Training for the National Trade Negotiations Team Uganda, 18-20 June 2012
tralac organised a training programme for the National Trade Negotiations Team of Uganda from 18-20 June 2012. This training sought, among other things, to improve the knowledge and appreciation of the Standards, Metrology, Conformity Assessment and Accreditation (SMCA) issues in the regional and international trade setting.
A revised Draft Agreement for the Tripartite Free Trade Agreement was circulated in December 2011. The TFTA addresses standards in member states using Article 25 on Standardisation, Metrology, Conformity Assessment and Accreditation (SMCA), and Article 26 on harmonisation of Sanitary and Phytosanitary (SPS) Measures. This FTA marks one of several major multilateral agreements governing standards to which Uganda is a party.
As a member of the WTO, Uganda is party to the SPS and Technical Barriers to Trade (TBT) Agreements and is further subject to agreements on standards contained in the East African Community (EAC) and Common Market for Eastern and Southern Africa (COMESA) treaties. Specifically, Chapter 15 of the COMESA Treaty regards Standardisation and Quality Assurance, while the EAC enacted the Standardization, Quality Assurance, Metrology, and Testing (SQMT) Act in 2006.
Uganda’s negotiating position regarding standards should reflect its export profile, which is largely based on coffee, cotton, tea, fish and fish products, flowers, and horticultural products. Furthermore, COMESA and the European Union represent the primary destinations for Uganda’s exports, receiving 39% and 25% of Uganda’s exports, respectively. Export income from these non-traditional agricultural exports, primary from fish and flowers, has surpassed that of traditional agricultural exports in the twenty first century.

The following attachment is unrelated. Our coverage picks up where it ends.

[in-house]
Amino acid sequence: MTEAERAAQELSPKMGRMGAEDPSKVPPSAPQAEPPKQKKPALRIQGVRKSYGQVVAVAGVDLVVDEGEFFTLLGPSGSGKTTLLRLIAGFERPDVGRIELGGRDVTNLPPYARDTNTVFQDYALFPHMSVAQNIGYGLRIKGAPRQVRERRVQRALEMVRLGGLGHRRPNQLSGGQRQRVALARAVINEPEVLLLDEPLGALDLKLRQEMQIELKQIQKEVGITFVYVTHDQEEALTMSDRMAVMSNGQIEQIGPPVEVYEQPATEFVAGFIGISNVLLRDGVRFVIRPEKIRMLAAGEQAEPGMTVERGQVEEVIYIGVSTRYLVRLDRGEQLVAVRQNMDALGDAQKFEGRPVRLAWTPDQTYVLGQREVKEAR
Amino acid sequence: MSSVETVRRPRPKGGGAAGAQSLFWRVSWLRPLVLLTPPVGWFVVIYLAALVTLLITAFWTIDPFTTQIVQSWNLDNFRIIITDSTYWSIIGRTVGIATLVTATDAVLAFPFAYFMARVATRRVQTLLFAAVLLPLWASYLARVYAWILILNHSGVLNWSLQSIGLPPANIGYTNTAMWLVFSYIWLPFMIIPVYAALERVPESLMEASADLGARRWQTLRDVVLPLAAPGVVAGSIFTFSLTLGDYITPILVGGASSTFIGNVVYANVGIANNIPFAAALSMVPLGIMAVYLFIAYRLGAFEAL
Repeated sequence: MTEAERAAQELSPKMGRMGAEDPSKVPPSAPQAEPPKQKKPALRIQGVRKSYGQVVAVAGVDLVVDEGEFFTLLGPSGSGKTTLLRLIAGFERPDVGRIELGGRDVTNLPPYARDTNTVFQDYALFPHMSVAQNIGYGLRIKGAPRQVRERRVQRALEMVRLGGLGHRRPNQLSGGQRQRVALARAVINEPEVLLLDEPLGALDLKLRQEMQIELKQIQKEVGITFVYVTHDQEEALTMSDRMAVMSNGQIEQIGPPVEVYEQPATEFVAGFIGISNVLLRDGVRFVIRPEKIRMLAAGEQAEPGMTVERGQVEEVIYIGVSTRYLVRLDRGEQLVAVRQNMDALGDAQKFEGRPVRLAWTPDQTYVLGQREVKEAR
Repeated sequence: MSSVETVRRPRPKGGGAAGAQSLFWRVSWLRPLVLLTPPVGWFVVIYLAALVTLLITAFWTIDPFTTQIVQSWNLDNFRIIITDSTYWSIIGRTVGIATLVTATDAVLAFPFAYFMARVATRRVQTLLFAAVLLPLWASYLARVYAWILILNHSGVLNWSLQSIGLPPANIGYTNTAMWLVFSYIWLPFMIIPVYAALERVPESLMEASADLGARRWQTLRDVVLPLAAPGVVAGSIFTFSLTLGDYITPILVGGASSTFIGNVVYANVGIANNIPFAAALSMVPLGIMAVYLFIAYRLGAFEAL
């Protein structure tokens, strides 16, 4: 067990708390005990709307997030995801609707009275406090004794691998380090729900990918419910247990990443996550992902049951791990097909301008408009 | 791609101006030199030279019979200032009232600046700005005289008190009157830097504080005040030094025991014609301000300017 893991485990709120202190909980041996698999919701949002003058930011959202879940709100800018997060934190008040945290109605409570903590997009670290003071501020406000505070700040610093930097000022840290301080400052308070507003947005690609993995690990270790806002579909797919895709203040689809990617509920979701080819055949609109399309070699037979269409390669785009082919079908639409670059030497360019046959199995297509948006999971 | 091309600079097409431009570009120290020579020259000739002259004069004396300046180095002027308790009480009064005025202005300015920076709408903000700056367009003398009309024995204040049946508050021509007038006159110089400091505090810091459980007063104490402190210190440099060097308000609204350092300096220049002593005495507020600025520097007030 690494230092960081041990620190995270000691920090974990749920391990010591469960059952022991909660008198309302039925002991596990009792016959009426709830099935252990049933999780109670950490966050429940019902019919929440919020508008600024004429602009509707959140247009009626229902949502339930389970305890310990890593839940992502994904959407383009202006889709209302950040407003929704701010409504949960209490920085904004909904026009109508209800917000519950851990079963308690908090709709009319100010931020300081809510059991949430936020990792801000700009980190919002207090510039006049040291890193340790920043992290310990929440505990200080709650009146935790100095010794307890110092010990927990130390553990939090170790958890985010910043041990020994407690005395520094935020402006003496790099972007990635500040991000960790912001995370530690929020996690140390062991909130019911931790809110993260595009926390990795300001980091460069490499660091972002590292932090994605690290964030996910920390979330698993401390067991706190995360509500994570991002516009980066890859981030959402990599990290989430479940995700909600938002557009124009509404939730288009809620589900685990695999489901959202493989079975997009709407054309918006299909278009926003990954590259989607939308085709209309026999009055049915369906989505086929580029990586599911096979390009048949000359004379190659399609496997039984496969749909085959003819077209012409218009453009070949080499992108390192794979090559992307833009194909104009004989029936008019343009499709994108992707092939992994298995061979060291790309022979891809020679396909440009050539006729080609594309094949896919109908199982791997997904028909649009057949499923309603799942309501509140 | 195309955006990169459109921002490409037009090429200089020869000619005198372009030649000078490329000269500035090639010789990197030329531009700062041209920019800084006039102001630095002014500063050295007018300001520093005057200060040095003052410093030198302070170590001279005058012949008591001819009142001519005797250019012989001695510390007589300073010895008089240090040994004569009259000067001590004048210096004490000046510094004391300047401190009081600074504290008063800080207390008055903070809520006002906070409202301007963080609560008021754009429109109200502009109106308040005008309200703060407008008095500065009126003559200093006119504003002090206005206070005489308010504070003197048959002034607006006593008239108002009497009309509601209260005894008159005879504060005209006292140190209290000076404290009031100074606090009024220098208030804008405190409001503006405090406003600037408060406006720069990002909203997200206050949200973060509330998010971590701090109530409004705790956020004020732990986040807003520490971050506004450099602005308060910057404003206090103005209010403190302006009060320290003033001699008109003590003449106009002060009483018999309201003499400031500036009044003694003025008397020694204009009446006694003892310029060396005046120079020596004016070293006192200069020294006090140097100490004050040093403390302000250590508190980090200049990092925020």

Uganda has not typically experienced market access constraints regarding traditional agricultural exports (e.g. coffee, cotton, tobacco, sugar and tea), however non-traditional agricultural exports can face issues regarding food safety, agricultural health, and environmental standards. Examples of such market constraints include the fish bans imposed on Uganda in 1997 and 1999 by the EU, and the self-imposed ban in 2000. These bans had negative effects on the industry, yet also led to the revision of food safety standards and the streamlining of regulatory and inspection systems.
While the UNBS has been in place since 1983, capacity building regarding awareness of standards and compliance remains in demand. According to the Ministry of Tourism, limited coordination exists amongst ministries responsible for standard setting, and inadquate legislation exists to govern technical regulations, standardization and conformity assessment.
According to the Draft National Standards and Quality Policy, Ministry of Tourism, Trade and Industry, Uganda (September 2010): “Even where specific policies, laws and regulations are relevant and or appropriate, their enforcement is often weak. In addition, the regulatory capacity is limited in terms of coverage and outreach, number of personnel and facilitation to do market surveillance and inspection. Some of the existing laws do not provide for deterrent penalties which have resulted in non compliance.”
In light of these needs, Uganda should aim to secure technical assistance for compliance with global standards (such as Codex) during the TFTA negotiations.